Sunday, February 17, 2019

Two Trains Running (review)

Spoilers ahoy!

For those who don't know, the late playwright August Wilson (his most famous work is probably Fences) created a "century cycle" (also called the "Pittsburgh Cycle") of plays chronicling the African American experience in the 20th century decade by decade.  Two Trains Running takes place in the late 1960s, in a Pittsburgh diner where a group of characters work and/or gather.  More, the diner itself lies in the Hill District, once a flourishing neighborhood, now run-down and in a state of decay.

Yet this remains a time when things are changing.  Segregation had not only been banned by the Supreme Court but was in the process of actually happening.  The Freedom Riders had forced a sometimes violent change, some of them becoming martyrs in the process.  Both Malcolm X and Martin Luther King Jr. had risen, then fallen.

For the characters, though, they remember and live by both the world of the past and that of the present.  Simultaneously in two states of mind, history and (perhaps most importantly) hope.

Therein lies all the tension and plot of the play, not in one specific character arc.  Sure, Memphis (Montae Russell) seeks to hold on to his property, not parting with it until he gets the price he feels fair--and in that grim, fierce determination we see the anger and humiliation of half a lifetime.  Yeah Sterling (Dorian Missick) is looking for some kind of work, some purpose, some focus in his young life.  True, West (Alex Morris) wants to get a good deal, trying to buy the diner property from Memphis and probably feels he's being generous.

But it really feels like the play has a lot more to do with the so-called secondary characters, starting with Risa (Nija Okoro) who tries to endure and get by in a world that inspires equal and vast amounts of sympathy as well as distrust.  Then there's Holloway (Adolphus Ward) who keeps trying to get other characters to go see a mysterious elderly woman he says is centuries old yet has answers for those willing to play her price--which is to throw twenty dollars into the river.  He succeeds in getting some to do it, and the two who do arguably begin to have some positive changes in their lives.  Wolf (Terrell Tilford) just tries to have a good life as part of a corrupt system, and then just wants to survive when that system bites one of his customers, a customer who doesn't want to take anything lying down.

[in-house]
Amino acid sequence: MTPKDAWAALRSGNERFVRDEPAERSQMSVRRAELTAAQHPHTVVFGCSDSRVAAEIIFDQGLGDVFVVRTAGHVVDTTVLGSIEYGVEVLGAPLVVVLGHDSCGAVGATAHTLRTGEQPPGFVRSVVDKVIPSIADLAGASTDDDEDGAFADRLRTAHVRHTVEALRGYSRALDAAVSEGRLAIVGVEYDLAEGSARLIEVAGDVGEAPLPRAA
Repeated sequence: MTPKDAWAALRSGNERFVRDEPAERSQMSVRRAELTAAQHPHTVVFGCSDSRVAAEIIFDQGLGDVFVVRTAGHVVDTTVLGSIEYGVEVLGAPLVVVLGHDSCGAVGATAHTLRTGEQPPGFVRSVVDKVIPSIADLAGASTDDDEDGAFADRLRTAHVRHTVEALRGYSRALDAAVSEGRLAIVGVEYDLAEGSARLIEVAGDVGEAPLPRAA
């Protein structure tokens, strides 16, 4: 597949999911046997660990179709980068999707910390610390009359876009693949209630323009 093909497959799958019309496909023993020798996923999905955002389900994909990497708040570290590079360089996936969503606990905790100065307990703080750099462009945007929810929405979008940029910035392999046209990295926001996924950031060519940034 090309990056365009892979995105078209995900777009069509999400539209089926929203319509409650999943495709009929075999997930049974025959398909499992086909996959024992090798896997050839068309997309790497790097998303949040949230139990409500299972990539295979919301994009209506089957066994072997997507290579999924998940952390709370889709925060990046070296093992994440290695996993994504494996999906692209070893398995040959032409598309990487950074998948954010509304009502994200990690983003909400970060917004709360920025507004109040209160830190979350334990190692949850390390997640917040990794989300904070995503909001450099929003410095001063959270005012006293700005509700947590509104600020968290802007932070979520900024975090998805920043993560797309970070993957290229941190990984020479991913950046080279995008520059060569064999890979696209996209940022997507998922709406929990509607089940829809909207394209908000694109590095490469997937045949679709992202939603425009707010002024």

Yet most important, certainly most poignant, must be Hambone (Ellis E. Williams), a damaged old man still seeking a ham promised him by a local grocer a decade earlier for painting the man's fence.  "I want my ham," is his refrain, said over and over again--echoing characters like Gollum in Lord of the Rings or Dracula's Renfield, the pathetic and broken person who holds on amid injustice, a ruthless world, and mental fog to one specific sliver of hope.  He wants his ham.  He earned it.

I must point out one of my favorite moments, when Halloway says maybe Hambone is the wiser than the rest.  After all, when offered a chicken instead most of us would take it, right?  But that chicken would taste bitter.  That chicken and every piece of chicken for the rest of days.

Maybe he is right.  Maybe wiser.  And maybe mad.  Because hope can be seen as mad in this world.  Yet without it, without that surrender to hope, how else can the world change?  Even a little bit?

When I look at this play, that is what I come away with.  Hope in all its terrible sweetness, a siren voice which brings disappointment even heartbreak, yet not always.  As addictive as a drug, save this drug sometimes turns out to be medicine.  Actually, that was what drugs were invented as, right?  At play's end, I myself feel so much hope for all these people--and most of all maybe for Risa, whose backstory we never learn yet by the power of words and performance and staging we feel as wildly real.

Two Trains Running plays Thursdays, Fridays and Saturdays at 8pm as well as Saturdays and Sundays at 2pm through March 3, 2019 at the Matrix Theatre, 7657 Melrose Avenue (between Fairfax and LeBrea) LA CA 90046.

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